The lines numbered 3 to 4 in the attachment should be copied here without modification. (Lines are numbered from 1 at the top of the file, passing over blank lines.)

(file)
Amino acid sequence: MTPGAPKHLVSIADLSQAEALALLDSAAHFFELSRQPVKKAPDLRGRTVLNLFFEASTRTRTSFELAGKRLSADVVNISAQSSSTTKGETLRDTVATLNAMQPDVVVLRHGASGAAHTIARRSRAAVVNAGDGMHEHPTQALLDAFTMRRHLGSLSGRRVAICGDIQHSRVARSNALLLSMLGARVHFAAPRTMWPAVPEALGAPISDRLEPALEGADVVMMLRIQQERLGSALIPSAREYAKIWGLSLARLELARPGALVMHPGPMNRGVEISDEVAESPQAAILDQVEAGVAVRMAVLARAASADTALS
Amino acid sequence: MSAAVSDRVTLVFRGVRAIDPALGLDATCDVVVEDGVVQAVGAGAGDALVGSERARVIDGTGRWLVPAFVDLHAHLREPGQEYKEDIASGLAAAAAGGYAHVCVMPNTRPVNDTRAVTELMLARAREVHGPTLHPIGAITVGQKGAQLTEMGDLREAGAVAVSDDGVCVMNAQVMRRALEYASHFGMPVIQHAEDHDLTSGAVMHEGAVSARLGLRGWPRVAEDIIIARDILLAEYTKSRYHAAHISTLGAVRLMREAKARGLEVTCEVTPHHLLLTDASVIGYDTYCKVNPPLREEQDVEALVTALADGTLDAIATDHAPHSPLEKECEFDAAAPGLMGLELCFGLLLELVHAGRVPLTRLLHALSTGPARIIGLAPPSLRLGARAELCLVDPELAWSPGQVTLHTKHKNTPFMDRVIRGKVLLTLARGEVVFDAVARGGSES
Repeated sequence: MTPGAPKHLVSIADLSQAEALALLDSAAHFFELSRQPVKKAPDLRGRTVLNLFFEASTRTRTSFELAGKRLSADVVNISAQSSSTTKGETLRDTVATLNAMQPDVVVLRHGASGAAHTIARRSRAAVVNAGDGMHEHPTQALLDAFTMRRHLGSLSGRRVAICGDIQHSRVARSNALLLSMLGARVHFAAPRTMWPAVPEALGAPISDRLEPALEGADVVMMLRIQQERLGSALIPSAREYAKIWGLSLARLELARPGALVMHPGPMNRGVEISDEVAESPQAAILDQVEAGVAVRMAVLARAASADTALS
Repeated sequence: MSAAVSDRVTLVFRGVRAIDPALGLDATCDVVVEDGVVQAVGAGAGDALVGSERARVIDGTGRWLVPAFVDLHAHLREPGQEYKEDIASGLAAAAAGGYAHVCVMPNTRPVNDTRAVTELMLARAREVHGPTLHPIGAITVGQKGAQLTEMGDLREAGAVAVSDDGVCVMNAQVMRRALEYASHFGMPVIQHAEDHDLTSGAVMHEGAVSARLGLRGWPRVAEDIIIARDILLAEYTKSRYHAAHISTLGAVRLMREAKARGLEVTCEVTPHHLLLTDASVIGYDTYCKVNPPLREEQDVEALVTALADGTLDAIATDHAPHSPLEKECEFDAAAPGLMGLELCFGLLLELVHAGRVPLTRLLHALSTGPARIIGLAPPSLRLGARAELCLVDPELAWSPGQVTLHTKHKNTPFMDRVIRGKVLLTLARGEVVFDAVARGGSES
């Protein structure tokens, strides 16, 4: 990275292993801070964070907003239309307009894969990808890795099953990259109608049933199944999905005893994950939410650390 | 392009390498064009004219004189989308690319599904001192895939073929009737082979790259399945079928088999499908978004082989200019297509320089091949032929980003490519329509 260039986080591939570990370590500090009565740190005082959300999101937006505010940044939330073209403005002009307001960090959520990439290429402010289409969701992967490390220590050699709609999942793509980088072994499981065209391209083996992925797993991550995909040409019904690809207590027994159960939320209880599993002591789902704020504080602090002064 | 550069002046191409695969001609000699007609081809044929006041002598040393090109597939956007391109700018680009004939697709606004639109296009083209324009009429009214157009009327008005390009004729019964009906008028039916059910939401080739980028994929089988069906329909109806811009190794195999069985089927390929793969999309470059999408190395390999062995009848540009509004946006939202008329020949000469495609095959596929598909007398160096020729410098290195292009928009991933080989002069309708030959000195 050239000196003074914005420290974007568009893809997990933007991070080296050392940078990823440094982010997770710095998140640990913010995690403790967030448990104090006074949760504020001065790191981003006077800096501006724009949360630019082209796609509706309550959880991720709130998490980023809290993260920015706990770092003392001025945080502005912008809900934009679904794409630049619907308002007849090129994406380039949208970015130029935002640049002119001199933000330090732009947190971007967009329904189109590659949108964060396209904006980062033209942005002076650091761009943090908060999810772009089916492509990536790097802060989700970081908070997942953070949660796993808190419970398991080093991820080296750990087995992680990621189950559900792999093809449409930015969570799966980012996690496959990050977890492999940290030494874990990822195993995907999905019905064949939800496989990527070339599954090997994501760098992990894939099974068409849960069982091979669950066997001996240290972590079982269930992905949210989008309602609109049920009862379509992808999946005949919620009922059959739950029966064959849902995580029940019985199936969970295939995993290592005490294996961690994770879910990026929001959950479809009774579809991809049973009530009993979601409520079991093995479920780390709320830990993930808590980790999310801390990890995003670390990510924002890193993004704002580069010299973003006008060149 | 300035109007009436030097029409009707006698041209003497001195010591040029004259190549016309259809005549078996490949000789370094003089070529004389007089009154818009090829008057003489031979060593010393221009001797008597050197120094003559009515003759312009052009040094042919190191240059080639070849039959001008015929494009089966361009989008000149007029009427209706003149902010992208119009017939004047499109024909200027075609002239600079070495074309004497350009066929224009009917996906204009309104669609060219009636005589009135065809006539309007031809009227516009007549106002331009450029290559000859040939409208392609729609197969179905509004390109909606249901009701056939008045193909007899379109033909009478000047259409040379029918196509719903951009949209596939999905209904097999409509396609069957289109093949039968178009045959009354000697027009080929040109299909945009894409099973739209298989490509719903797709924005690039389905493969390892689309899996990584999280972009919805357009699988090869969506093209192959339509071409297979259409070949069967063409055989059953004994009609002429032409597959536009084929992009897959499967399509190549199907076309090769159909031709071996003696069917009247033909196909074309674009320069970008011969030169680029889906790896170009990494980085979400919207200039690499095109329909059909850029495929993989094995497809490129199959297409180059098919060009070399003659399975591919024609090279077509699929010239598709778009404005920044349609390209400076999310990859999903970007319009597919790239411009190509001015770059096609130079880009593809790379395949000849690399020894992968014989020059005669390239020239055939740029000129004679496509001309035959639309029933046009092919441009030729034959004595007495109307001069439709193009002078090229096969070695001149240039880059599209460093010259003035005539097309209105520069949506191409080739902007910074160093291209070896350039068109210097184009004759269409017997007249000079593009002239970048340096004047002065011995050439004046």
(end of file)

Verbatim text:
Repeated sequence: MTPGAPKHLVSIADLSQAEALALLDSAAHFFELSRQPVKKAPDLRGRTVLNLFFEASTRTRTSFELAGKRLSADVVNISAQSSSTTKGETLRDTVATLNAMQPDVVVLRHGASGAAHTIARRSRAAVVNAGDGMHEHPTQALLDAFTMRRHLGSLSGRRVAICGDIQHSRVARSNALLLSMLGARVHFAAPRTMWPAVPEALGAPISDRLEPALEGADVVMMLRIQQERLGSALIPSAREYAKIWGLSLARLELARPGALVMHPGPMNRGVEISDEVAESPQAAILDQVEAGVAVRMAVLARAASADTALS
Repeated sequence: MSAAVSDRVTLVFRGVRAIDPALGLDATCDVVVEDGVVQAVGAGAGDALVGSERARVIDGTGRWLVPAFVDLHAHLREPGQEYKEDIASGLAAAAAGGYAHVCVMPNTRPVNDTRAVTELMLARAREVHGPTLHPIGAITVGQKGAQLTEMGDLREAGAVAVSDDGVCVMNAQVMRRALEYASHFGMPVIQHAEDHDLTSGAVMHEGAVSARLGLRGWPRVAEDIIIARDILLAEYTKSRYHAAHISTLGAVRLMREAKARGLEVTCEVTPHHLLLTDASVIGYDTYCKVNPPLREEQDVEALVTALADGTLDAIATDHAPHSPLEKECEFDAAAPGLMGLELCFGLLLELVHAGRVPLTRLLHALSTGPARIIGLAPPSLRLGARAELCLVDPELAWSPGQVTLHTKHKNTPFMDRVIRGKVLLTLARGEVVFDAVARGGSES